Kimani, $6.50, ISBN 978-0-373-86447-8
Contemporary Romance, 2016
Siobhan Carr, said to be an amazing PR agent in her family’s company – some kind of home-safety business – spends the first chapter snapping at the men from other related companies in the party her company has thrown for these companies. Yes, I can why they consider her one of the best PR persons in the country. Apparently they all want to talk business with her, you see, and that won’t do. People talking business in an industry party – how rude! Incidentally, I wonder why these men want an in with the PR agent when her role is to blow up her company’s reputation rather than develop the company’s business, but maybe things work differently in America?
Still, when she meets Justin Cartwright and he is so cute, they dance and he asks her about her siblings and whether she’d go out with him. Alas, Siobhan has been hurt before so SHE WILL NEVER LOVE AGAIN BOO-HOO-HOO, but really, he’s so hot and the short conversation is so special for her, she eventually puts out to him. It is love, until she discovers late in the story that he initially attended the industry party to talk business – imagine that – so HE MUST HAVE LIED TO HER and thus, she knows that HE IS JUST USING HER, so despite the fact that he has been pretty nice and sweet to her, EVERYTHING IS THEREFORE A LIE AND ALL MEN ARE SCUMS.
Tender Kisses is like the same meal that I have to eat for the millionth time, and worse, it’s not even well-prepared, so the gorge is doubled in intensity. For the most part, Justina and Siobhan has a lukewarm courtship – it’s hard to warm up to a love affair where the “special moments” and “rightness” are all told rather than shown – but the conflict is pretty stupid and it makes Siobhan look like a complete twit.
The writing also has some odd moments, which I notice because the story is so dull that there is nothing here to distract me from things like:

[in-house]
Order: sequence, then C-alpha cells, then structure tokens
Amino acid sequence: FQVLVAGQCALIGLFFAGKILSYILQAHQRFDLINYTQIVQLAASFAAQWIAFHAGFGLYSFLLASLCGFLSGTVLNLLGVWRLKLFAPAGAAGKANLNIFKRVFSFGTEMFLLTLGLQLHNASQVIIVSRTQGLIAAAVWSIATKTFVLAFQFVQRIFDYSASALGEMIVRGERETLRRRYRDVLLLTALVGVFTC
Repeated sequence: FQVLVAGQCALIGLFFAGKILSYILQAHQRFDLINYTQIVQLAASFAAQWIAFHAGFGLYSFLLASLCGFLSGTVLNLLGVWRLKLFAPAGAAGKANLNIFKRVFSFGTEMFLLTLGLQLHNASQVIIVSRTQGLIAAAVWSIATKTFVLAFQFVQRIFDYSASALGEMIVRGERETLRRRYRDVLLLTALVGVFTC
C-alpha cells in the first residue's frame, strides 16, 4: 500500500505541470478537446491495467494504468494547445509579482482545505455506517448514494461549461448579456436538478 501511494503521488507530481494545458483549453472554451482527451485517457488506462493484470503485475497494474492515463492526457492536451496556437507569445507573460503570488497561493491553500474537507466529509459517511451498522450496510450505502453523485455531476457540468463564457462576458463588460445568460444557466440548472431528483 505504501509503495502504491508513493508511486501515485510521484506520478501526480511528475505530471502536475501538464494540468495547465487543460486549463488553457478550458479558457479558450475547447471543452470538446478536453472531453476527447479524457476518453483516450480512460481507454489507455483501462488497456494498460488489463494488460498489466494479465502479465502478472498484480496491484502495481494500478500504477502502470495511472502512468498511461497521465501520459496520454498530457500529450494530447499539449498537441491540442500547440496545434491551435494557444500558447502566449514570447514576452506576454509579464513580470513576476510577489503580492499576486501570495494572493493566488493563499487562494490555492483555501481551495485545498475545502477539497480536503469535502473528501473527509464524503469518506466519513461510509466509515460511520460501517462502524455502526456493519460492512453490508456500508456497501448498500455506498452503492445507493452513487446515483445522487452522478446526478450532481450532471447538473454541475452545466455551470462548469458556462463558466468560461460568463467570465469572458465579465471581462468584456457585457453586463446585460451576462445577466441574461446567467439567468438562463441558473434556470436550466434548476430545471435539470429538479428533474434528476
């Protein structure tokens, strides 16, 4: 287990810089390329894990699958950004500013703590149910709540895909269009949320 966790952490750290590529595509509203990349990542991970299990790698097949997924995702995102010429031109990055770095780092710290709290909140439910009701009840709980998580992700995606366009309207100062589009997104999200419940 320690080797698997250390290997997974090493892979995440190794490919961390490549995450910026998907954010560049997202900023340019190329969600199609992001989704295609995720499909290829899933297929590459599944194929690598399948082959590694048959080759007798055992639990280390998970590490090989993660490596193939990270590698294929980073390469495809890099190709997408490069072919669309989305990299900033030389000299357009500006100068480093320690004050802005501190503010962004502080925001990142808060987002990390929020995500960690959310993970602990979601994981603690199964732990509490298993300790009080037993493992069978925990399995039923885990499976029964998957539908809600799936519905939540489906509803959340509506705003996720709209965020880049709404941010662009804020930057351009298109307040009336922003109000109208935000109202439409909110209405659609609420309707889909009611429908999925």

She had a hard time keeping her eyes off his bulging biceps that flexed with every movement as he spread jelly on his toast.
Spreading jelly on toast uses mostly the lower arm. Unless the jelly we are talking about is made of tar, there is nothing why those biceps should be flexing to such a degree with each swipe of the butter knife.
The author gets some credit for me for going beyond missionary in her sex scenes, but is it doggy style or being mauled by mad dogs with descriptions like this one?
Holding her hips tightly, Justin pounded into her. The moment a gigantic explosion hit him, Siobhan let out a hair-raising scream.
Why is she screaming like that? It’s like she is mad that he is done before she is, so what is going on here? Am I to believe that she experiences a big one just because she somehow can feel that guy going woosh? And since he’s wearing a condom, how likely is it that she can feel that to such an intense degree? Maybe he woosh‘ed enough to make the condom blow up like a blimp, I suppose.
With things like the above, after a while, I get this feeling that the author is writing things as she imagines them, without stopping too often to check whether what she is writing are at least a bit plausible. The author’s efforts to bug up the heroine’s so-called amazing PR skills are also funny because Siobhan’s “talent” is actually atrocious.
At any rate, it’s probably a good thing that this one has some unintentional comedy, or it’d be a snooze all the way from start to finish.
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